A handful were born outside the U.S., while others are first-generation Americans. Some were shoo-ins for the Ivy League, while several relied on athletic scholarships to attend a top-flight college. And while a number had been personally investing since their teens, others were not thinking of Wall Street when they headed off to college. But these 30 individuals are now joined by one common distinction: They make up Institutional Investor’s 2018 class of Hedge Fund Rising Stars.
They are individuals who recently launched their own funds or who play a major role in a fund’s success as an analyst, portfolio manager, or administrator. Others have distinguished themselves on the allocator side by investing in hedge funds.
Many of them have worked for top-shelf hedge fund firms such as Paul Singer’s Elliott Management Corp., Tiger Cubs Lone Pine Capital and Blue Ridge Capital, Kenneth Griffin’s Citadel, Dan Loeb’s Third Point, and Steven Cohen’s SAC Capital Advisors.
All 30 have caught the attention of colleagues, competitors, service providers, investors, and others in the hedge fund industry. Of course, being a Rising Star does not guarantee that a person will actually rise to become a star — our past honorees would be the first to attest to that. However, the people on this list deserve to be watched as they further distinguish themselves in their individual hedge fund careers.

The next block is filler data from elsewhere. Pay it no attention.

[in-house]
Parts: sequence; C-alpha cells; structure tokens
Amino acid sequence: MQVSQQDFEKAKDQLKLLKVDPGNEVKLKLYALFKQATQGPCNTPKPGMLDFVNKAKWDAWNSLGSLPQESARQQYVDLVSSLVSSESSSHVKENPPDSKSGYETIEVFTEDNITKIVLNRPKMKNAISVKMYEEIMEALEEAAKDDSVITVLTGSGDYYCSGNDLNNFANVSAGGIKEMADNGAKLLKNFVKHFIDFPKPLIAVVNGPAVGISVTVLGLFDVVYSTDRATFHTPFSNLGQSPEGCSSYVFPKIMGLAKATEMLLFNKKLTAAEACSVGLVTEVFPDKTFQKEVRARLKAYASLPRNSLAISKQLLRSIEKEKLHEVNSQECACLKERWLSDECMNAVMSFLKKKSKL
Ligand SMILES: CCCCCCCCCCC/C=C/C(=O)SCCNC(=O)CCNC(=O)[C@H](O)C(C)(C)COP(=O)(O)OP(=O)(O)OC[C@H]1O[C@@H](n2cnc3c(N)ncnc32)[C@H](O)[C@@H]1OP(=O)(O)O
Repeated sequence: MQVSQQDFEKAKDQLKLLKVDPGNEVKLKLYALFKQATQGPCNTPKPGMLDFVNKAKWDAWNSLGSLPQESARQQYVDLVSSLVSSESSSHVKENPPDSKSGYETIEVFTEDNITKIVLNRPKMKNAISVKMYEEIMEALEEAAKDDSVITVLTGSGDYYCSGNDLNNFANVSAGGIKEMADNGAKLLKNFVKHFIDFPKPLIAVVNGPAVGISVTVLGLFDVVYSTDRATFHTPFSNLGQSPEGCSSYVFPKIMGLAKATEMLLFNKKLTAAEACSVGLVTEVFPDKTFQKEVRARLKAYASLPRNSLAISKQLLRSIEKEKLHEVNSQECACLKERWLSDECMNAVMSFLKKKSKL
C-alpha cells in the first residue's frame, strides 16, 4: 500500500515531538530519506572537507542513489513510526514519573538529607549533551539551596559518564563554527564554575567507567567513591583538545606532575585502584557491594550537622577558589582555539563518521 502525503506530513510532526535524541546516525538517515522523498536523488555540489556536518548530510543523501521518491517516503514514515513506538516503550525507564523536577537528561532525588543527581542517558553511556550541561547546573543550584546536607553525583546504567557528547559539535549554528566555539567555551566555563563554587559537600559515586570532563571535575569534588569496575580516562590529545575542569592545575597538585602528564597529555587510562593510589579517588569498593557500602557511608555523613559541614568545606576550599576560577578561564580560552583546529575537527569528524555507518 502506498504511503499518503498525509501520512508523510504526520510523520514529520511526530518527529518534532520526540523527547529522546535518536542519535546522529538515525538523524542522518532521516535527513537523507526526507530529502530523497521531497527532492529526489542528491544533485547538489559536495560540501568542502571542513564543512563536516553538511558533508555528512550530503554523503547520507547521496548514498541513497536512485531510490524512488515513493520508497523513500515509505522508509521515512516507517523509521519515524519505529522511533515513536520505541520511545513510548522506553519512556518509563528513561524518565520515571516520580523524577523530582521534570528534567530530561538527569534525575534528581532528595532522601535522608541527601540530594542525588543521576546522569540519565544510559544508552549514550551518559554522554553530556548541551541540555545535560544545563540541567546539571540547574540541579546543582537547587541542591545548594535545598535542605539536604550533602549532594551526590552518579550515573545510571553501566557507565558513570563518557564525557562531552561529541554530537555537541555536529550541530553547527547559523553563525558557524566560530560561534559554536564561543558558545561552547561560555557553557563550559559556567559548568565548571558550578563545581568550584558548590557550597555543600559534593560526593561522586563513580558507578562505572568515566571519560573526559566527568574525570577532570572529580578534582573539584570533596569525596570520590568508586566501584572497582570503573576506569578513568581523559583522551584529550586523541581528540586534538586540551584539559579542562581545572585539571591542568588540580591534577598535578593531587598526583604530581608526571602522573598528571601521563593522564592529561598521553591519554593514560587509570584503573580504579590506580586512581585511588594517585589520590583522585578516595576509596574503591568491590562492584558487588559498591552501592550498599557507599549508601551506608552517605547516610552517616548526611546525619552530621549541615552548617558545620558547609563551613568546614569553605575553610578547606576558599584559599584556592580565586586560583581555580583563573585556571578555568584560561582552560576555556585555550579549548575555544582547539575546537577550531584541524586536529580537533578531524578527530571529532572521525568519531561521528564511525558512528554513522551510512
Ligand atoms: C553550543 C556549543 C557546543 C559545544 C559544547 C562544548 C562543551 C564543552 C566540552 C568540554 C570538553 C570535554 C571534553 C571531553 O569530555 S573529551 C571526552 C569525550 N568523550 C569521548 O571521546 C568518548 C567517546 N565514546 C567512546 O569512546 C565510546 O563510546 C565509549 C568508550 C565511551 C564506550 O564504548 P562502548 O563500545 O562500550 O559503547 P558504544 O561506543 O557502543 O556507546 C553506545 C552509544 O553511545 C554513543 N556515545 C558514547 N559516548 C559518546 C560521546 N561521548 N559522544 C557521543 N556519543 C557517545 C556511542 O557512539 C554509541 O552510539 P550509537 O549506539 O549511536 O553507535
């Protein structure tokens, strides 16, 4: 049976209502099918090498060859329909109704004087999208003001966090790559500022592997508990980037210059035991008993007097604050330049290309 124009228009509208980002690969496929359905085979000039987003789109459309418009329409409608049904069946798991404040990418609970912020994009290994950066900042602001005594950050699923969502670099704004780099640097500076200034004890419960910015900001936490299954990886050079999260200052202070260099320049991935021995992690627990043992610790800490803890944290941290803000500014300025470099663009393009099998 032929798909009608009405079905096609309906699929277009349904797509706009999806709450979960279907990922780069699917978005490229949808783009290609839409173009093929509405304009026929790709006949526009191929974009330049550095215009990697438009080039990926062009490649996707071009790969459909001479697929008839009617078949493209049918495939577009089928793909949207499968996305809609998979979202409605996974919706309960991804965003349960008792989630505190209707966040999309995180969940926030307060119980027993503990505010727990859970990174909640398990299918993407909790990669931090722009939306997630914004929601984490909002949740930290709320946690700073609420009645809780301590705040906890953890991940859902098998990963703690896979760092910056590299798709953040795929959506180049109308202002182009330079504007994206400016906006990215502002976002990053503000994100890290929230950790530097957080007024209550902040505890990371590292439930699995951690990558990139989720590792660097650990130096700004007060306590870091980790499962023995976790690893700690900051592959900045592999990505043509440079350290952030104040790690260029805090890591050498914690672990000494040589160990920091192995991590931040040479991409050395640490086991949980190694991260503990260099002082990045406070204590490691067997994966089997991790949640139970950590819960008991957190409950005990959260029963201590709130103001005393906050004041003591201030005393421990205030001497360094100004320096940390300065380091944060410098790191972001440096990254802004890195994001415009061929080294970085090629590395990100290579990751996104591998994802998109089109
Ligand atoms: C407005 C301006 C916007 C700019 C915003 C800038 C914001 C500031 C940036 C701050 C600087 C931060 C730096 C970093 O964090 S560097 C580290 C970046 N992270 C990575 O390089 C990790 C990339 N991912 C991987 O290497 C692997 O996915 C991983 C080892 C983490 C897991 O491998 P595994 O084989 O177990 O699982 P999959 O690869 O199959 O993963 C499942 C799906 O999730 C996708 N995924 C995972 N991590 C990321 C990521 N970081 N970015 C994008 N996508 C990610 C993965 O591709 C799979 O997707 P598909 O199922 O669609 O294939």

After receiving a bachelor’s degree in economics as well as a bachelor’s in political science from the Wharton School of the University of Pennsylvania, Steven Boyd joined McKinsey & Co. as an analyst.
Two years later he launched his hedge fund career when he worked as an analyst at SAB Capital Management, a value-oriented long-short equity hedge fund. He then had a one-year pit stop as an associate at York Capital Management, focusing primarily on investments in consumer and health care equities before joining Senator Investment Group in February 2008 as its first analyst — before it actually launched.
Boyd founded Armistice Capital in 2012. The firm is a global, long-short, value-oriented, event-driven hedge fund focused primarily on the health care and consumer sectors. At the end of 2017, the firm had $1.25 billion of regulatory assets, according to an SEC filing. In 2017, Boyd was named to the board of directors of Cerecor, a clinical-stage biopharmaceutical company and the hedge fund’s largest individual U.S. long position.